Helping Students – Helping the Community A Note from Pam Robinson, Director of the Pro Bono Program

When the Law School moved to virtual and remote learning my first task was to let students know that the Pro Bono Program would seek every method possible to make sure that they could have a valuable, meaningful pro bono opportunity. That has proven to be a challenge, but also a chance to be creative!

Here are a few fundamentals that are always considered when developing a law school pro bono project:

  • It must meet the goals of the pro bono program
  • In most situations it must be supervised by an attorney
  • It must be an activity that I believe students would want to participate
  • It must be able to be accomplished in a safe manner meeting the COVID-19 prevention guidelines

With the fundamentals in mind, the next step was to review our existing opportunities and determine what could easily be moved to the virtual or remote world.

The first project that came to mind was our VITA- Volunteer Income Tax Assistance program. When the Law School closed on March 15th it was right in the middle of our efforts to prepare tax returns for low income taxpayers. In 2020 we already had the largest and most excited pool of certified volunteers and were on pace to far exceed the number of returns prepared in any of the previous 25 years. Trained, willing volunteers and no clients is not a good mix.

In consultation with Ed Palekas, Midlands VITA Coordinator at Cooperative Ministries we quickly developed a safe plan for moving to a Virtual VITA system. This involved in-person intake, masked and gloved at the ends of a 6’ table. Once the interview was done and the documents copied everything could be done virtually. Our team of 8 volunteer law students and 4 members of the SC Bar Young Lawyers Division took it from there. Once prepared, reviewed and transmitted to the IRS and SC DOR, copies were mailed to the taxpayers. Since March 23rd we have prepared almost 300 returns in this manner! That results in 300 taxpayers who would now receive their stimulus check, get their refund and come into compliance with tax filings. This has proven to be a win-win-win!

We always knew that with adequate supervision almost any research project could become virtual. Our Carolina Clerks: Pro Bono Clerks for Pro Bono Lawyers was a good model. Updating the SC Bar’s Law School for Non-Lawyer course material became our next remote project. The attorneys who authored the original material were willing to work with a team of students who are in the process of reviewing, researching and recommending updates.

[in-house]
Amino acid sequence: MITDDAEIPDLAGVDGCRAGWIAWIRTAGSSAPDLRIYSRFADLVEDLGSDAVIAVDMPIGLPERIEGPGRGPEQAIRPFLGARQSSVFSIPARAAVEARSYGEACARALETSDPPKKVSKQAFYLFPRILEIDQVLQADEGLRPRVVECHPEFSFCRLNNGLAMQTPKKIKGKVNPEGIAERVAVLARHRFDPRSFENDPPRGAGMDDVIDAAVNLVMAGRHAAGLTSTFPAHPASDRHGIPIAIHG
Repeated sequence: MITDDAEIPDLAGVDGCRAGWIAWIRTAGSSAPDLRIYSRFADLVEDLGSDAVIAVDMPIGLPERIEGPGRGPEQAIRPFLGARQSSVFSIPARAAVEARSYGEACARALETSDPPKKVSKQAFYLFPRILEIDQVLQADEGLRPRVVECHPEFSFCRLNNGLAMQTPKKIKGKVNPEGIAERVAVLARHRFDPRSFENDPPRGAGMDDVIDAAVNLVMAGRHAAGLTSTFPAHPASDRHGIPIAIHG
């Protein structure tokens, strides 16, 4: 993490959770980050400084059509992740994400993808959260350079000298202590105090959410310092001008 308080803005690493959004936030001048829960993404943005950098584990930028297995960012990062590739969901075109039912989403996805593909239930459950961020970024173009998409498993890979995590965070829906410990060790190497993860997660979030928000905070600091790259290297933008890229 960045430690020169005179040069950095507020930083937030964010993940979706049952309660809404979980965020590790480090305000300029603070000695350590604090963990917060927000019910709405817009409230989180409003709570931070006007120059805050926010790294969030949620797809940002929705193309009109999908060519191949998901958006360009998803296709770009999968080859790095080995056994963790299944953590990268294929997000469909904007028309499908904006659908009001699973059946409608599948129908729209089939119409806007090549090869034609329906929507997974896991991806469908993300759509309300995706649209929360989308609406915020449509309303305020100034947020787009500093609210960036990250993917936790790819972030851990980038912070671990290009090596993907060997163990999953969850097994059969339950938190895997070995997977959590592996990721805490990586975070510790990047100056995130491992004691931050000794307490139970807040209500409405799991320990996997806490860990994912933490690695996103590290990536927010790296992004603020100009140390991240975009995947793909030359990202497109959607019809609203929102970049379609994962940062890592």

Moving the Friday Blitz to a remote format was easy. Once a month a team of lawyers and law students would meet by Web-Ex and using the chat feature would respond to questions posted by the public on the SC Bar’s Free Legal Answers forum. Again, great experience and a tremendous service. Each month the backlog of questions reached zero. We did miss the in-person camaraderie and the cookies!

It soon became apparent that many of the in-person projects we had developed over the past 30 years would have to be put on hold a bit longer. There were many opportunities that could continue with adjustments but It was time to think about new ways to serve.

When Betsy Goodale, the SC Bar Pro Bono Program Director, set up a COVID-19 Legal Hotline it quickly became apparent that students could be a valuable part of the recovery and response mechanism. Carefully drafted step by step instructions were a start and before long the students were handling requests like a pro. Meeting the present needs was the initial task but when a future disaster hits, we now have a process in place that works!

Reaching out to alumni has also been an effective method of placing students seeking experience with attorneys who could use the help. It might be as simple as drafting instructions for pro se clients on how to attend a hearing remotely, creating a flyer to explain to Uber drives what records they need to maintain for tax purposes, or conducting research for complex foster parent cases. Across the state our alumni have been a terrific source of help willing to reach back and help our students become the best lawyers they can be. Modeling behavior that includes pro bono service is a key motivator for our alumni and has a life-long and valuable impact on our students.

Are we finished? No, if this summer is any indication more students than ever are going to want to be engaged in pro bono service and with remote limitations still in effect, we are going to be seeking opportunities. If you have accepted a pro bono case or have a project sitting on the back burner that seeks to improve access to justice, now is the time to reach out to your law school. Yes, we need your financial support, but we can also use your skills and knowledge. We can provide the doctrinal knowledge our students need to become a lawyer, but you can add great practical value to their education. Helping our students, helping you and helping our community.

For more information or to request assistance, you can reach Pamela Robinson by email or by phone at 803-777-3405.